The project goals align well with sustainable tourism focused on natural and cultural destinations (Sirirat, 2019; UNWTO, 2017). According to the United Nations World Tourism Organization one of the most important goals of tourism is sustainability focused on: 1- people (healthy environment), 2- planet (sustainable consumption and production), 3- prosperity (fulfilling human technology in harmony with nature), 4- peace (no sustainable development without peace), and 5- partnership (with the participation of all countries, stakeholders and people) (UNWTO, 2017). Part of sustainable tourism is slow tourism. It is characterized by exploring the local region (culture, nature, history etc.), prolonging time, reducing mobility, and supporting the environment and local area (Oh et al., 2016).
The project rurAllure (“RurAllure”, 2021) represents an example of good practice of how a platform and an application, created in cooperation among the European countries involved, can support a specific objective. The IT platform and the app promoting pilgrimage routes in Europe offer the possibility to join the pilgrimage, religious, spiritual and sustainable tours by providing with visitor’s information and route planning capability for places of interest in their vicinity, including the services on offer. During the planning phase, users can specify several options and preferences in relation to a number of factors (e.g., group size, use of transport, preference for hiking, choice of Points of Interest types, etc.). In relation to the situations like pandemics, it offers the possibility to disperse the masses of pilgrims, tourists and visitors in space, reduce their concentration on the most attractive tourist and pilgrimage points and open up space for the user to modify the chosen route according to their own priorities and interests. One of the important aims of the project is to enrich the pilgrims’ on-site experience to create narratives about the lesser- known cultural, literary, thermal, and natural heritage sites (Lopéz-Salas, 2021). New technologies and the increasing interest in culture can be excellent examples of the personalised service of cultural tourism, a leisure activity for people. The cultural consumption experience is based on intangible cultural heritage projects linked with local characteristics, emphasising intangible cultural heritage content (Meng & Liu, 2021).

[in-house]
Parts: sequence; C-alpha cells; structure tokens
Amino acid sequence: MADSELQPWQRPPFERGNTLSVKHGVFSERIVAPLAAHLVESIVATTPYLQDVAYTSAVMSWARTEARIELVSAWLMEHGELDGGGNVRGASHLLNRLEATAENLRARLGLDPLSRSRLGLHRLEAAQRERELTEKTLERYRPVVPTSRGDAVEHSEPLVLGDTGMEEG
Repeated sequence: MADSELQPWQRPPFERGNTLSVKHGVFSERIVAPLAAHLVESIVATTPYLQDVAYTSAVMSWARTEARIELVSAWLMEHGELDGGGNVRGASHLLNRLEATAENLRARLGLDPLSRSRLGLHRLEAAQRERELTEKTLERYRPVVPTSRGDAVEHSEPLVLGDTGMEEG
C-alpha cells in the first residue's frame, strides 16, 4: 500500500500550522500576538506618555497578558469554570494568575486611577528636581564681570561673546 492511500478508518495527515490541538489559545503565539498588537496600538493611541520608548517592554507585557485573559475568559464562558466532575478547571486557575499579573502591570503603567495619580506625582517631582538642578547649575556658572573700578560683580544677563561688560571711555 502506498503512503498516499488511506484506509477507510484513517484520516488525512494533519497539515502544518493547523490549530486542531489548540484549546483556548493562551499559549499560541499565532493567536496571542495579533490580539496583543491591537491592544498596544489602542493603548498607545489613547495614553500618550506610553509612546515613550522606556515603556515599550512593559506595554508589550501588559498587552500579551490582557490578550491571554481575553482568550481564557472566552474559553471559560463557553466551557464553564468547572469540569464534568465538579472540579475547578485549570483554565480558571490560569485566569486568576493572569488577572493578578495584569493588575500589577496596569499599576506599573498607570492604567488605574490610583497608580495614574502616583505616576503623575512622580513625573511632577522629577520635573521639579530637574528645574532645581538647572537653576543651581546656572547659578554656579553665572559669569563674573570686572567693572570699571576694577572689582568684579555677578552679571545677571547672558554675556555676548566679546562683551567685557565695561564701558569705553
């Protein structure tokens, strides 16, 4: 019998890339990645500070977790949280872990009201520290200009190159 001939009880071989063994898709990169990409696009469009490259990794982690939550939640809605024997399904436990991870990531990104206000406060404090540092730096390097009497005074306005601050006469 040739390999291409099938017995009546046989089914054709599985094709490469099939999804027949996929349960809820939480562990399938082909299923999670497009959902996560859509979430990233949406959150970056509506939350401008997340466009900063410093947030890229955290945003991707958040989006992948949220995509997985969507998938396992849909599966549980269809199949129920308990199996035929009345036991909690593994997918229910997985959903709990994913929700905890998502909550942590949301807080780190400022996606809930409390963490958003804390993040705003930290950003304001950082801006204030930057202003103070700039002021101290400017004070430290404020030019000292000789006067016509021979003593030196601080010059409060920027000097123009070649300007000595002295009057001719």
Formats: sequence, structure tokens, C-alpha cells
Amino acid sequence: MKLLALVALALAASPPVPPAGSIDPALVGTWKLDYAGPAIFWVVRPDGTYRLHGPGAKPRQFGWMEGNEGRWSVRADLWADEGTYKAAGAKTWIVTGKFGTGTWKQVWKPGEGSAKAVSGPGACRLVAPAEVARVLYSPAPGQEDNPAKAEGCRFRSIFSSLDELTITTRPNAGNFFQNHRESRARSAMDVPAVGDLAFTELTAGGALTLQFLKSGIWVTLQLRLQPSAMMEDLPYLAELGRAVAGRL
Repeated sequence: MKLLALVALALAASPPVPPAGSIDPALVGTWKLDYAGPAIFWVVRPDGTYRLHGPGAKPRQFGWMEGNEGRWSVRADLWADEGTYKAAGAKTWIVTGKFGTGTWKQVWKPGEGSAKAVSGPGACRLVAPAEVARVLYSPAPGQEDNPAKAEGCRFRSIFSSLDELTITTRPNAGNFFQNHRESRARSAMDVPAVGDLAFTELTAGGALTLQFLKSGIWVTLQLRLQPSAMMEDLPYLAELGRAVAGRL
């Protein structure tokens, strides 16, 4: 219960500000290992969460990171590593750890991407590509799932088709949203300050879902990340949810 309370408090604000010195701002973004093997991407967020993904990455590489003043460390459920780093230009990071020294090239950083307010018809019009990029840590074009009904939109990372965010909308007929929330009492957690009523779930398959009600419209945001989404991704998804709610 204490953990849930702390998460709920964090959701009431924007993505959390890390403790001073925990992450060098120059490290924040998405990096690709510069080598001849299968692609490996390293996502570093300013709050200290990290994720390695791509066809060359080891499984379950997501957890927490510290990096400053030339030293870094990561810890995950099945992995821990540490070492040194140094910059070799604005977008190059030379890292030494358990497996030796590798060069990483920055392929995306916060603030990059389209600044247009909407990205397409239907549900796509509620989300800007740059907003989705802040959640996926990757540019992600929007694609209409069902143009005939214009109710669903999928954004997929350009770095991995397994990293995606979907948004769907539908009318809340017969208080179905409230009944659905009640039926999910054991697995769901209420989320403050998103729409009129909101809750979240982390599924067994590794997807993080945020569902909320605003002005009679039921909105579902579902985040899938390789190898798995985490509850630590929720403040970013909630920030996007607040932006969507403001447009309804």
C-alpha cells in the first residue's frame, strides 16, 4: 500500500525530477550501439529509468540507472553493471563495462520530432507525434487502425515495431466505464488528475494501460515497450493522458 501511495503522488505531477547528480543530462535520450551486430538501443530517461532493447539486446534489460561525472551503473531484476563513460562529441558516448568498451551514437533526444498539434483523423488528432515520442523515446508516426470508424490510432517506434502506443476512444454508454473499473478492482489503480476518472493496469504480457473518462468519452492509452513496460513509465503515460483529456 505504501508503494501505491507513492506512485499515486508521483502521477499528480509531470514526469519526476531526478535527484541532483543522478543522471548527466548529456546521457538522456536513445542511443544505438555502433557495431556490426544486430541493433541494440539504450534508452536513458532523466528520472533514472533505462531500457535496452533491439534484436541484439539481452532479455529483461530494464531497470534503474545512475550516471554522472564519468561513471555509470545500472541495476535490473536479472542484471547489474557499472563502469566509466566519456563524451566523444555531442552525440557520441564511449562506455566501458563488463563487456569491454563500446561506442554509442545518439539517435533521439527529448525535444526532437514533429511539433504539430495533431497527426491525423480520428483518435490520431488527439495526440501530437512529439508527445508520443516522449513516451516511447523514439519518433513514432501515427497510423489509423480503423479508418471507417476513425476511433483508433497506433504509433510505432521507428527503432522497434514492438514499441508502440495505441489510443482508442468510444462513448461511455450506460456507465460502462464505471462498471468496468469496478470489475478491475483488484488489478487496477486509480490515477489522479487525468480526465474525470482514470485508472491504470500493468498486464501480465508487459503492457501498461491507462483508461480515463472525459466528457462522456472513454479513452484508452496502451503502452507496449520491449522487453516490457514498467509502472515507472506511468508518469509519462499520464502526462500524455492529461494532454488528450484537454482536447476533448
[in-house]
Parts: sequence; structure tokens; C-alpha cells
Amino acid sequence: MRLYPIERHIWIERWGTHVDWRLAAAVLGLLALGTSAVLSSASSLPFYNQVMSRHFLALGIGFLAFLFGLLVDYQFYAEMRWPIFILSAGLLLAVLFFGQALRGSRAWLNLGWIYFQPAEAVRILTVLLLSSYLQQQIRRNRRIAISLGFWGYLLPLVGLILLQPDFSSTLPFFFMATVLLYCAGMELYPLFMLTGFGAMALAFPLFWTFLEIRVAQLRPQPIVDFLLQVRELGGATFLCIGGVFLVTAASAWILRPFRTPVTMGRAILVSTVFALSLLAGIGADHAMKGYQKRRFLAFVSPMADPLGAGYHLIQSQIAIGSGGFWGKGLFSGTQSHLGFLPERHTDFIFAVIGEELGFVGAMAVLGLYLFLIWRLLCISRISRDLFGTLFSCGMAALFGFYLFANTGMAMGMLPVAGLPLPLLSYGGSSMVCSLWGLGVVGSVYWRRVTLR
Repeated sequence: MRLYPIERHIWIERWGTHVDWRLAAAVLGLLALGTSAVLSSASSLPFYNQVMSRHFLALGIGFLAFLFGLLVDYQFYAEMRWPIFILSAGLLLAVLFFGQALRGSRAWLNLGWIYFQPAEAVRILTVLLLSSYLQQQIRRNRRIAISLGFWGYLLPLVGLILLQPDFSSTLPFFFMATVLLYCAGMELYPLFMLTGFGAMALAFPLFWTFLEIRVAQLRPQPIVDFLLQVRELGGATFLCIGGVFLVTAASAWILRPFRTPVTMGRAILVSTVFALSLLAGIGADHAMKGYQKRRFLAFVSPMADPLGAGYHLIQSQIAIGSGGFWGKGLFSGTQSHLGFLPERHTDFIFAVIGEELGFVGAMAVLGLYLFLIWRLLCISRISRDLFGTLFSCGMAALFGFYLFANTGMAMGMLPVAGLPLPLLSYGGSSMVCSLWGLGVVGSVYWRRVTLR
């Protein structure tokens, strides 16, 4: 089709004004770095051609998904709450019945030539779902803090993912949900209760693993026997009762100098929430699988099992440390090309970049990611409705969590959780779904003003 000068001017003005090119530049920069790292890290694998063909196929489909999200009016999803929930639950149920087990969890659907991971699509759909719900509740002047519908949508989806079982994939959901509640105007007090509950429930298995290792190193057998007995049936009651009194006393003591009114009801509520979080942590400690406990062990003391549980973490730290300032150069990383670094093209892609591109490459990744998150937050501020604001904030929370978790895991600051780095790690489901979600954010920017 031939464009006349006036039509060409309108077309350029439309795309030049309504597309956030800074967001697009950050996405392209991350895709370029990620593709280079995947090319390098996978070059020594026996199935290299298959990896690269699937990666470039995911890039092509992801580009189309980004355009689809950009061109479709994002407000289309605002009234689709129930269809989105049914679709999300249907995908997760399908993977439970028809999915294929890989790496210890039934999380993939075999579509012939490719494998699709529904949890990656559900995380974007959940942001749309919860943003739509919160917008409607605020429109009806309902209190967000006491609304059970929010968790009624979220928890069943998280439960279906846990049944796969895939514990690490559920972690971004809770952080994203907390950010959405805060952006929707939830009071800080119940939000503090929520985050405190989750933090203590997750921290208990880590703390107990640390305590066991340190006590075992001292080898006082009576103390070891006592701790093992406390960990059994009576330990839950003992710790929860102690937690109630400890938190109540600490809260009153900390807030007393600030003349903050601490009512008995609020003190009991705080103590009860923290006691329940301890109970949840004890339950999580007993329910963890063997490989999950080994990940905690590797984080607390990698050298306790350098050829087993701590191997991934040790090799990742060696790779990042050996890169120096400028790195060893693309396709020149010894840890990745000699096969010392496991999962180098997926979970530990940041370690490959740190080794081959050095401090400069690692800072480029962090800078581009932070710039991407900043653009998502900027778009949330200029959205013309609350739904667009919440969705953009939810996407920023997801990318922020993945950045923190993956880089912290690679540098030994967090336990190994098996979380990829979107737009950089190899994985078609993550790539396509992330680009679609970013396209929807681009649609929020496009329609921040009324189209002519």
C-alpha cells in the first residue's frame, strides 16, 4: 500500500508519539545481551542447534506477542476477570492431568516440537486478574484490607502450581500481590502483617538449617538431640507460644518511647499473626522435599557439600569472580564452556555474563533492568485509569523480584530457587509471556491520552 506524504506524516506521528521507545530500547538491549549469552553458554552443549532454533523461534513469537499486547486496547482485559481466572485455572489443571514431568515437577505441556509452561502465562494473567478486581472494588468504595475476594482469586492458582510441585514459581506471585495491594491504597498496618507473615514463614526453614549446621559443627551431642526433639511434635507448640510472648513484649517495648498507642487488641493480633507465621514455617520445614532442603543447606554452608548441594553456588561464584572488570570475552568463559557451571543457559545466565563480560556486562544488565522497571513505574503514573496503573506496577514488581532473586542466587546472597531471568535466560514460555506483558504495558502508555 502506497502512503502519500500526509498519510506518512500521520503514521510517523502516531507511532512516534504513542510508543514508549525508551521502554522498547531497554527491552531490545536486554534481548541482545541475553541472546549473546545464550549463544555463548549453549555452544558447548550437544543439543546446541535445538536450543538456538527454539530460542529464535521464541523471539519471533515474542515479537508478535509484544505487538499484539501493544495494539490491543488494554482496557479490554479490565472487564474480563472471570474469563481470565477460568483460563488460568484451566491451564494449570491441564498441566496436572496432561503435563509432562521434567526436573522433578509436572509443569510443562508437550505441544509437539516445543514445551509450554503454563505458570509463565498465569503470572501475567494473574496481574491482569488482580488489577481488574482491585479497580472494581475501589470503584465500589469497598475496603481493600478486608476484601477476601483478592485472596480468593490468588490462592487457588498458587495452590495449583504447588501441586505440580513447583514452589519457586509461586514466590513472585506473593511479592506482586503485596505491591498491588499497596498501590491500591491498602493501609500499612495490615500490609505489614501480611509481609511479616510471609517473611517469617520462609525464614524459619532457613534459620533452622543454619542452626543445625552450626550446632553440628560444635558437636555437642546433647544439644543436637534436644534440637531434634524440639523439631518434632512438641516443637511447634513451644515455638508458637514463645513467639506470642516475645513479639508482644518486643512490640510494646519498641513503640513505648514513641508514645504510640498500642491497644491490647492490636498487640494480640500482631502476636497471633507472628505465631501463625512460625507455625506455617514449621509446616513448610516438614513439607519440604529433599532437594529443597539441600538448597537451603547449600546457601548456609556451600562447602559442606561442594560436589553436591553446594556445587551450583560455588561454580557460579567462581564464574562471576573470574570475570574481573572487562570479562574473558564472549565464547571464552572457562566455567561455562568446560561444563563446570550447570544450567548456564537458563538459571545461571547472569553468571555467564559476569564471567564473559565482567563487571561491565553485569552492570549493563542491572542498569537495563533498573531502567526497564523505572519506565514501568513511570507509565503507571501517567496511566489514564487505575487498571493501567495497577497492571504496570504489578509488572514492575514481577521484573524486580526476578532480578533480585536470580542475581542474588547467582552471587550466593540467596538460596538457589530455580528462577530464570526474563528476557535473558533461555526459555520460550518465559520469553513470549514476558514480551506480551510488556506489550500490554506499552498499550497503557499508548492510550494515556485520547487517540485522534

Recently, there has been a noticeable increase in the attractiveness of digital stories (Oppegaard & Grigar, 2014). That is why the digital platform rurAllure (“RurAllure”, 2021) has to offer thematic narratives. Narratives offer visitors information connected with emotions but also with facts and history. Museums, cultural and natural heritage sites are important places for how narrations are situated within present social interests (Hanna et al., 2019; Rudokas & Čižaitė-Rudokienė, 2022). When narratives are created for mobile technology, there is a need to keep the balance of media forms along with a rapid change in digital technology which raises the question of sustainability of quality (Oppegaard & Grigar, 2014).
Roman Catholic Christianity has an active tradition of pilgrimage which is centred on saints of the Virgin Mary (Reader & Walter, 1993). The Way of Mary is a network of 2200 kms of pilgrimage route in Central Europe connecting shrines dedicated to the worship of the Virgin Mary (Mária Út, 2020). It is East-West axis runs from Mariazell in Austria to Csíksomlyó (Șumuleu Ciuc) in Romania while its North-South route expands from Częstochowa in Poland to Meðugorje in Bosnia and Herzegovina. Thus, we get a cross that spans Austria, Hungary, Romania, Poland, Slovakia, Croatia, and Bosnia and Herzegovina (“Romanian Via Mariae”, n.d.). The paper is especially focused on showing selected best practices from the three countries represented in the ‘Ways to Csíksomlyó’ pilot: Hungary, Slovakia, and Romania (Figure 1).
Figure 1. – The map of the Way of Mary (Austria, Hungary, Romania, Slovakia) (Mária Út, 2020)
From a historical perspective, we can say that the Way of Mary has had significant cultural, religious and economic importance since the Middle Ages. Medieval Central European kings made it a priority to join the network of pilgrimage routes, especially those leading to Jerusalem and the ones reaching Rome without crossing the Alps (Barna, G. et al., 2020). Consequently, the dangerous marine routes were soon replaced by the land trails leading through the middle of Europe, Germans, Hungarians, Czechs, Poles and Croats also took on these journeys themselves, going to Aachen, Cologne and Mariazell. Mariazell has been attracting pilgrims since the 12th century and it is, therefore, one of the most important shrines in Central Europe. Approximately 1 million pilgrims visit it annually (“Basilika Mariazell”, n.d.).